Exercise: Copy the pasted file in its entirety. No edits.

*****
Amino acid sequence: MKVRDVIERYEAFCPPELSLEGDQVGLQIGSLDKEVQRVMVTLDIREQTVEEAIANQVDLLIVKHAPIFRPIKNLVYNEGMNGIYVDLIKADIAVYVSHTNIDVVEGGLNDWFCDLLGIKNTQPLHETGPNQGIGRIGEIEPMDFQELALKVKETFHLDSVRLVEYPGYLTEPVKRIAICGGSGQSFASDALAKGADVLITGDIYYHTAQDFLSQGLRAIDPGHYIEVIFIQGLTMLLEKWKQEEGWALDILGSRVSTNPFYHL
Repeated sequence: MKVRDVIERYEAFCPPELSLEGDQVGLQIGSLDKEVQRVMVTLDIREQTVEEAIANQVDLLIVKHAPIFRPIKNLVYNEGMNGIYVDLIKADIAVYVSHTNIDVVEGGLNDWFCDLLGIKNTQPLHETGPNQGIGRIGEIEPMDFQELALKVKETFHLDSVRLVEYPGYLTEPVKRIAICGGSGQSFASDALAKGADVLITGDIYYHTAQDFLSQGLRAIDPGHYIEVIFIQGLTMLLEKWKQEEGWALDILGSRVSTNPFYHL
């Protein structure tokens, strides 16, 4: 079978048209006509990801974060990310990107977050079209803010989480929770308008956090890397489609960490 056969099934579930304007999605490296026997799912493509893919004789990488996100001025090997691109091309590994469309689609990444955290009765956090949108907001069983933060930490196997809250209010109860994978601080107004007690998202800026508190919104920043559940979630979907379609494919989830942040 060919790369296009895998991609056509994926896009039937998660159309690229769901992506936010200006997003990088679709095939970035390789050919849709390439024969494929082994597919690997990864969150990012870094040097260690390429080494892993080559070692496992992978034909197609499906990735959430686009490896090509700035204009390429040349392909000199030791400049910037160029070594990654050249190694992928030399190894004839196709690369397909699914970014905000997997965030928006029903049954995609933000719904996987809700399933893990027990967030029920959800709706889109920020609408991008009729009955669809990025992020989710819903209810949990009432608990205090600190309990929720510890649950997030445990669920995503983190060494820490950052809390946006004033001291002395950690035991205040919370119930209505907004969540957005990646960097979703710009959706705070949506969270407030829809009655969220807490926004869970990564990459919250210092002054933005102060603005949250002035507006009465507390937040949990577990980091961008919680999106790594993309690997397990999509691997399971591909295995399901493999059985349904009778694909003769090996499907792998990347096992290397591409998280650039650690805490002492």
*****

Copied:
Amino acid sequence: MKVRDVIERYEAFCPPELSLEGDQVGLQIGSLDKEVQRVMVTLDIREQTVEEAIANQVDLLIVKHAPIFRPIKNLVYNEGMNGIYVDLIKADIAVYVSHTNIDVVEGGLNDWFCDLLGIKNTQPLHETGPNQGIGRIGEIEPMDFQELALKVKETFHLDSVRLVEYPGYLTEPVKRIAICGGSGQSFASDALAKGADVLITGDIYYHTAQDFLSQGLRAIDPGHYIEVIFIQGLTMLLEKWKQEEGWALDILGSRVSTNPFYHL
Repeated sequence: MKVRDVIERYEAFCPPELSLEGDQVGLQIGSLDKEVQRVMVTLDIREQTVEEAIANQVDLLIVKHAPIFRPIKNLVYNEGMNGIYVDLIKADIAVYVSHTNIDVVEGGLNDWFCDLLGIKNTQPLHETGPNQGIGRIGEIEPMDFQELALKVKETFHLDSVRLVEYPGYLTEPVKRIAICGGSGQSFASDALAKGADVLITGDIYYHTAQDFLSQGLRAIDPGHYIEVIFIQGLTMLLEKWKQEEGWALDILGSRVSTNPFYHL
């Protein structure tokens, strides 16, 4: 079978048209006509990801974060990310990107977050079209803010989480929770308008956090890397489609960490 056969099934579930304007999605490296026997799912493509893919004789990488996100001025090997691109091309590994469309689609990444955290009765956090949108907001069983933060930490196997809250209010109860994978601080107004007690998202800026508190919104920043559940979630979907379609494919989830942040 060919790369296009895998991609056509994926896009039937998660159309690229769901992506936010200006997003990088679709095939970035390789050919849709390439024969494929082994597919690997990864969150990012870094040097260690390429080494892993080559070692496992992978034909197609499906990735959430686009490896090509700035204009390429040349392909000199030791400049910037160029070594990654050249190694992928030399190894004839196709690369397909699914970014905000997997965030928006029903049954995609933000719904996987809700399933893990027990967030029920959800709706889109920020609408991008009729009955669809990025992020989710819903209810949990009432608990205090600190309990929720510890649950997030445990669920995503983190060494820490950052809390946006004033001291002395950690035991205040919370119930209505907004969540957005990646960097979703710009959706705070949506969270407030829809009655969220807490926004869970990564990459919250210092002054933005102060603005949250002035507006009465507390937040949990577990980091961008919680999106790594993309690997397990999509691997399971591909295995399901493999059985349904009778694909003769090996499907792998990347096992290397591409998280650039650690805490002492």